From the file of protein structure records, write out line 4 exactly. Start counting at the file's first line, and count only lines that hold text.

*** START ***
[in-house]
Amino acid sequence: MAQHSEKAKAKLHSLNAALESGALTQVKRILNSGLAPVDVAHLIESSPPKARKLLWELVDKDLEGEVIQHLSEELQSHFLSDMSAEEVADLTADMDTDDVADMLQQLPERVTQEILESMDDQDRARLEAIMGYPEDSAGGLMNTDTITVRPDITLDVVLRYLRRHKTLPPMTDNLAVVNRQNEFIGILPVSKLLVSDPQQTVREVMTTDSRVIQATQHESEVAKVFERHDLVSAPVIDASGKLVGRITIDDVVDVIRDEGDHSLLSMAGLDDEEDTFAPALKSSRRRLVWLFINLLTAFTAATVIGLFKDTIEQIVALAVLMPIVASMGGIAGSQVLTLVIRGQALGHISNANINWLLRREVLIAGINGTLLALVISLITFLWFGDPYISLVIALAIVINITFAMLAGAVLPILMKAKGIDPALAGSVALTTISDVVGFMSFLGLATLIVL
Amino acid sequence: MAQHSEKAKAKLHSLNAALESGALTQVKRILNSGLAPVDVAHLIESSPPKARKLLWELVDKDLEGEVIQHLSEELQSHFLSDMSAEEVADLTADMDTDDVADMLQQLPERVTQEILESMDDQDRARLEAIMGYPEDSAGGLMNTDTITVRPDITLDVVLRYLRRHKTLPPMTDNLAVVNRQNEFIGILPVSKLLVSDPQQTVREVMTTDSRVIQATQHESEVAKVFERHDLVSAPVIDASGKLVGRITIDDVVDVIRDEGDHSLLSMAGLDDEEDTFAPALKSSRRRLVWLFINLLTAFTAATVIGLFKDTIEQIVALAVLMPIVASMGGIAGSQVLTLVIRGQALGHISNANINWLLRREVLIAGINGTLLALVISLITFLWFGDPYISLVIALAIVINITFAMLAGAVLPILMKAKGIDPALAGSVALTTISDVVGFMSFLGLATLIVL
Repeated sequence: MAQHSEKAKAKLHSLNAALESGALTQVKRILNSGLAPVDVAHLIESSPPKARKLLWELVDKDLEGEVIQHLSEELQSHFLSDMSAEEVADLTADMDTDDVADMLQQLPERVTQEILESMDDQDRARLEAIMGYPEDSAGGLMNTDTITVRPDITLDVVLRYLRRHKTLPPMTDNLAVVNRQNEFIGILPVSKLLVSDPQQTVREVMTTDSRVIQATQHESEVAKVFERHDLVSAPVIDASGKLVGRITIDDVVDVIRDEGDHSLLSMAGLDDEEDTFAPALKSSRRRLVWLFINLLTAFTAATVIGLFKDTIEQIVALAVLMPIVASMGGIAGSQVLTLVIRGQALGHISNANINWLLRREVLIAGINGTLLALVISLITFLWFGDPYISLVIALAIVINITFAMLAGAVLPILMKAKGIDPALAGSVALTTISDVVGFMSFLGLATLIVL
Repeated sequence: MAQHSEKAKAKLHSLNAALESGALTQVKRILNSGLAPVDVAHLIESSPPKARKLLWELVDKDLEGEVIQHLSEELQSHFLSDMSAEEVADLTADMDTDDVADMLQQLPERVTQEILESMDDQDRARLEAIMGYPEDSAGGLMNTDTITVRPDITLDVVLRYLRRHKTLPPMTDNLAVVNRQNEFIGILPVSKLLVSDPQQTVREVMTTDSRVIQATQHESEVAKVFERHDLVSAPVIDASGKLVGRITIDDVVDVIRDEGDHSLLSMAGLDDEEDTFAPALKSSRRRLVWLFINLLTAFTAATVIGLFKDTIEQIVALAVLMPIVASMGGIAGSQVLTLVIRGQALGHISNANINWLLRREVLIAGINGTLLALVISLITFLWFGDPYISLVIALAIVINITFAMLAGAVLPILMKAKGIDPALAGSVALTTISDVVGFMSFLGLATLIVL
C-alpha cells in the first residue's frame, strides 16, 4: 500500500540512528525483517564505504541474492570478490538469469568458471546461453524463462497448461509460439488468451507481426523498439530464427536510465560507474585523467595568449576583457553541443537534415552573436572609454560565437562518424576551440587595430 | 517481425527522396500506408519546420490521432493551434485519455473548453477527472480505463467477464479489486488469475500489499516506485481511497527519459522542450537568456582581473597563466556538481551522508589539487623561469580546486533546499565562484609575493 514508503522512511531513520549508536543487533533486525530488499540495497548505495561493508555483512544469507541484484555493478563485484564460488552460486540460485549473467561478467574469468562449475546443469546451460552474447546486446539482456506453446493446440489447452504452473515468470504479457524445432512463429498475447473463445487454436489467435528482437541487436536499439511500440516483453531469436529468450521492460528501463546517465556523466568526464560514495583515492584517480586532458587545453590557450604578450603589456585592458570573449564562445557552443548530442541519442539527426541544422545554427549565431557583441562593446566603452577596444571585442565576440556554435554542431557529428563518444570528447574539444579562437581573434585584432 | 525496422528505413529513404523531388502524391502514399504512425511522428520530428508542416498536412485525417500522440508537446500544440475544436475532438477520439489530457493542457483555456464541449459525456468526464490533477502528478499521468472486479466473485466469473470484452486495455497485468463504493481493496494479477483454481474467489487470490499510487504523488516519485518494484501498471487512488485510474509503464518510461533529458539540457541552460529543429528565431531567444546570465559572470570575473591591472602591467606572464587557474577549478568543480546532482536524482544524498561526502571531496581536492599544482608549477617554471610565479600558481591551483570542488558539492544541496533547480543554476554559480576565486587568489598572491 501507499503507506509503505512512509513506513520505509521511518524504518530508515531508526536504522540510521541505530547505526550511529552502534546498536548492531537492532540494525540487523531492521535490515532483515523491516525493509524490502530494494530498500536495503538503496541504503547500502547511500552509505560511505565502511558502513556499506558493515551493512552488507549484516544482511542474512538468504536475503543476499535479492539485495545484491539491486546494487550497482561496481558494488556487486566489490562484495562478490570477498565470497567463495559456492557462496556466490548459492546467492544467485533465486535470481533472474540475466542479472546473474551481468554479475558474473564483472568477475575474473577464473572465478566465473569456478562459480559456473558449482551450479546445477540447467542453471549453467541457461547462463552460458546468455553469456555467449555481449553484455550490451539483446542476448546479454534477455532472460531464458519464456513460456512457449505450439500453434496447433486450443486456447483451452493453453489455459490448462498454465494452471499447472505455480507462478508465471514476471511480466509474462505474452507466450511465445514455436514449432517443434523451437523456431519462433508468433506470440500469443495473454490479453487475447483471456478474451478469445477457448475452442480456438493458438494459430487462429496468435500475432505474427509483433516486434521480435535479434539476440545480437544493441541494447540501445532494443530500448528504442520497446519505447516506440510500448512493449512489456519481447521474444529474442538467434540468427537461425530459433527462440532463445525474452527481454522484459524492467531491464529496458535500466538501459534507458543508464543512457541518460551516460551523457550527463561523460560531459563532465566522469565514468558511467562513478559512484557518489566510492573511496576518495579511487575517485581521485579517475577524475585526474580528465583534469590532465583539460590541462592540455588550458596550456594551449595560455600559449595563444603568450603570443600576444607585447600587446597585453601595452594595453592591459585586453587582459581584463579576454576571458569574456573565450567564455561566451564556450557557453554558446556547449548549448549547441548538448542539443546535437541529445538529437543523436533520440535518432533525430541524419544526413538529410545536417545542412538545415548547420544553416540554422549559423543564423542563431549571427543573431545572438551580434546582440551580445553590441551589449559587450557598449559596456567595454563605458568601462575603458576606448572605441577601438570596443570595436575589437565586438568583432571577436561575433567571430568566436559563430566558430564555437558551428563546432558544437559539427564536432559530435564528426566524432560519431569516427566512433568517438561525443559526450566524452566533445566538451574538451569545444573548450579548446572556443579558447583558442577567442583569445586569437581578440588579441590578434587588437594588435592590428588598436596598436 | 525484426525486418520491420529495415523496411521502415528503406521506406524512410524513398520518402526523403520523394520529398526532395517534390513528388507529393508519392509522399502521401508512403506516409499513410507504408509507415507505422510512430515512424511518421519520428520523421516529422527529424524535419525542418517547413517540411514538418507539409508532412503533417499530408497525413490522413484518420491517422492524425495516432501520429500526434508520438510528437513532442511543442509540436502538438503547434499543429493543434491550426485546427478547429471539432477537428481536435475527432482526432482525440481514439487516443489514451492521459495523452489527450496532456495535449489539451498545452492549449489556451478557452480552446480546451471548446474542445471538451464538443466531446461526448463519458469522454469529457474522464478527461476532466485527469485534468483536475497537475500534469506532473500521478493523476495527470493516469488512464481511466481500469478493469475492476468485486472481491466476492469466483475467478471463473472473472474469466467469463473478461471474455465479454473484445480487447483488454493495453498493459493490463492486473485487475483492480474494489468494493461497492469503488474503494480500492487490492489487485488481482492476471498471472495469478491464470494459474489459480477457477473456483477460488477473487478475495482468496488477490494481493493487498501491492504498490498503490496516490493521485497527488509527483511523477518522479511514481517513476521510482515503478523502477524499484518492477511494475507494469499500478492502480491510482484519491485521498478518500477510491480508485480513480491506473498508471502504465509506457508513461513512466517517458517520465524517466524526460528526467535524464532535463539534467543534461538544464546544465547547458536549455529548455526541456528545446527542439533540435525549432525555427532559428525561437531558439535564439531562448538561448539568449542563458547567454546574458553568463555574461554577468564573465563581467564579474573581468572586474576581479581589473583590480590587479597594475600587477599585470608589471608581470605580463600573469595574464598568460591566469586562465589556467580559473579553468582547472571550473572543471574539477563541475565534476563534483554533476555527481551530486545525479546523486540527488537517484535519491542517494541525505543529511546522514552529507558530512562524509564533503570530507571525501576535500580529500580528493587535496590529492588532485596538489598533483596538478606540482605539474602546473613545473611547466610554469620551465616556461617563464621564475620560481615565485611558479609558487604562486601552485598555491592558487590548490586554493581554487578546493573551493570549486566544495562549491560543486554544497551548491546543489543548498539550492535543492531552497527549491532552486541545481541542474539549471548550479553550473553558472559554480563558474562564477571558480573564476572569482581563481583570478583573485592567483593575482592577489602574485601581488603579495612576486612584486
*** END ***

Repeated sequence: MAQHSEKAKAKLHSLNAALESGALTQVKRILNSGLAPVDVAHLIESSPPKARKLLWELVDKDLEGEVIQHLSEELQSHFLSDMSAEEVADLTADMDTDDVADMLQQLPERVTQEILESMDDQDRARLEAIMGYPEDSAGGLMNTDTITVRPDITLDVVLRYLRRHKTLPPMTDNLAVVNRQNEFIGILPVSKLLVSDPQQTVREVMTTDSRVIQATQHESEVAKVFERHDLVSAPVIDASGKLVGRITIDDVVDVIRDEGDHSLLSMAGLDDEEDTFAPALKSSRRRLVWLFINLLTAFTAATVIGLFKDTIEQIVALAVLMPIVASMGGIAGSQVLTLVIRGQALGHISNANINWLLRREVLIAGINGTLLALVISLITFLWFGDPYISLVIALAIVINITFAMLAGAVLPILMKAKGIDPALAGSVALTTISDVVGFMSFLGLATLIVL